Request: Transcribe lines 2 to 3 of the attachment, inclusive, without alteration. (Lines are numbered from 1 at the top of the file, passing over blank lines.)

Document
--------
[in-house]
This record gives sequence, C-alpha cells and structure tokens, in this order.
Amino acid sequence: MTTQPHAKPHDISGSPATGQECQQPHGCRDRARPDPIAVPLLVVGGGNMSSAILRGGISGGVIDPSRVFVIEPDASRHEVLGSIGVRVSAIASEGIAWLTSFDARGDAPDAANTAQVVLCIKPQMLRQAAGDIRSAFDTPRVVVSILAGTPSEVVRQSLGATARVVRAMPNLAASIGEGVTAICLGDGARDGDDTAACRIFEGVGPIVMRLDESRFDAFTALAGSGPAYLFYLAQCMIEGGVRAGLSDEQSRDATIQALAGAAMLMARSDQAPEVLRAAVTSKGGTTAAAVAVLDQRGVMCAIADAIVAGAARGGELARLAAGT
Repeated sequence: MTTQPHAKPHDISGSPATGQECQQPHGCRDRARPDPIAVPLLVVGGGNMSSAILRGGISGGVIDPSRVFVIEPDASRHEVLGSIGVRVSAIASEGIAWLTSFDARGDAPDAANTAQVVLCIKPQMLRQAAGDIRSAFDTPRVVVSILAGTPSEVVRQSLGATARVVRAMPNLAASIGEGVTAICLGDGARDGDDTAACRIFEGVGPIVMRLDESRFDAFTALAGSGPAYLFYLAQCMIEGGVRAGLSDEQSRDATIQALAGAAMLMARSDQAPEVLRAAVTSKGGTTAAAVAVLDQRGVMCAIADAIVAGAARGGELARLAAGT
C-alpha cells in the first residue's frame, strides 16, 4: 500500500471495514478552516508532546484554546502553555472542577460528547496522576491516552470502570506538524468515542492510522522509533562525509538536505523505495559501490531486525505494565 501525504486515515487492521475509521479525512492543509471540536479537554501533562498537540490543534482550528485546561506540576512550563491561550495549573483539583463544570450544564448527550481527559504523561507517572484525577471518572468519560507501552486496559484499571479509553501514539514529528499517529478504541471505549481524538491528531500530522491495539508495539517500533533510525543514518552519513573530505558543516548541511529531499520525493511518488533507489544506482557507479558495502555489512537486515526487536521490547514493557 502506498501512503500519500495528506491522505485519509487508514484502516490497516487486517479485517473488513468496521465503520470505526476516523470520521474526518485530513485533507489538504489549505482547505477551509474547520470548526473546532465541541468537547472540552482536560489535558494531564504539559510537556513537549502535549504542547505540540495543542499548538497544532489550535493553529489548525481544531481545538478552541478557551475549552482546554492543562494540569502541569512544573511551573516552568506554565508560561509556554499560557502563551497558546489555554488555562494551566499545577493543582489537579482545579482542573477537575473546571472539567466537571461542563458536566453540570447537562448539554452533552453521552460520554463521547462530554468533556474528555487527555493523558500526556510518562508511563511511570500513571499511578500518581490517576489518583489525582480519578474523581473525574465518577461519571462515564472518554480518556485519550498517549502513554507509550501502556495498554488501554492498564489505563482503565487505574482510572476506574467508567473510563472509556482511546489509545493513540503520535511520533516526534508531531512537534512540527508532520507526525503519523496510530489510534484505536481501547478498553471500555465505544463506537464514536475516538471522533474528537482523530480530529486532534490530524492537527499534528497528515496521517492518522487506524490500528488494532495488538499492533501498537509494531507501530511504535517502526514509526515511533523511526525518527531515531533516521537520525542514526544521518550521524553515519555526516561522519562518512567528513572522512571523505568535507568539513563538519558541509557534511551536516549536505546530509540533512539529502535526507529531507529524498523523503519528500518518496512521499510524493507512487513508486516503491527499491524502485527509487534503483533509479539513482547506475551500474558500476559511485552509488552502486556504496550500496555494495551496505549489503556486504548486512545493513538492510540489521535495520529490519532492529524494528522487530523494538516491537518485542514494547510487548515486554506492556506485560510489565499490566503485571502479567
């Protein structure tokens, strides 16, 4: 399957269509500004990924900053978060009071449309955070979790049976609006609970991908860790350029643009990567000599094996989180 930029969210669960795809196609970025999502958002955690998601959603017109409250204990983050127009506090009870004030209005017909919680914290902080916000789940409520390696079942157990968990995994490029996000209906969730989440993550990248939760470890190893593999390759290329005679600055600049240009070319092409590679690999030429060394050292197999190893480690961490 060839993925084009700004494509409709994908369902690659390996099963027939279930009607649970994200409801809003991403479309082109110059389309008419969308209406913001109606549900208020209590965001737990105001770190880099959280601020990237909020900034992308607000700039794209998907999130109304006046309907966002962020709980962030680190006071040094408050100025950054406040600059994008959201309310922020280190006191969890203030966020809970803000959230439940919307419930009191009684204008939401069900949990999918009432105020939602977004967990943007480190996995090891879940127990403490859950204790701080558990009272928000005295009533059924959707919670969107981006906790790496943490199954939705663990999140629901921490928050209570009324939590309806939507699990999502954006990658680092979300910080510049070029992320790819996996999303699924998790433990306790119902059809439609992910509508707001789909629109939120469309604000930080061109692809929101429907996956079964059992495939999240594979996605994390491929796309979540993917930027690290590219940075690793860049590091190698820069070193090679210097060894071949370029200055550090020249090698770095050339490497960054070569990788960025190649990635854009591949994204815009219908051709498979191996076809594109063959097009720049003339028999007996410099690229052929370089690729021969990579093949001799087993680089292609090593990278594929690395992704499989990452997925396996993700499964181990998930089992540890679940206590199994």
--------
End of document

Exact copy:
This record gives sequence, C-alpha cells and structure tokens, in this order.
Amino acid sequence: MTTQPHAKPHDISGSPATGQECQQPHGCRDRARPDPIAVPLLVVGGGNMSSAILRGGISGGVIDPSRVFVIEPDASRHEVLGSIGVRVSAIASEGIAWLTSFDARGDAPDAANTAQVVLCIKPQMLRQAAGDIRSAFDTPRVVVSILAGTPSEVVRQSLGATARVVRAMPNLAASIGEGVTAICLGDGARDGDDTAACRIFEGVGPIVMRLDESRFDAFTALAGSGPAYLFYLAQCMIEGGVRAGLSDEQSRDATIQALAGAAMLMARSDQAPEVLRAAVTSKGGTTAAAVAVLDQRGVMCAIADAIVAGAARGGELARLAAGT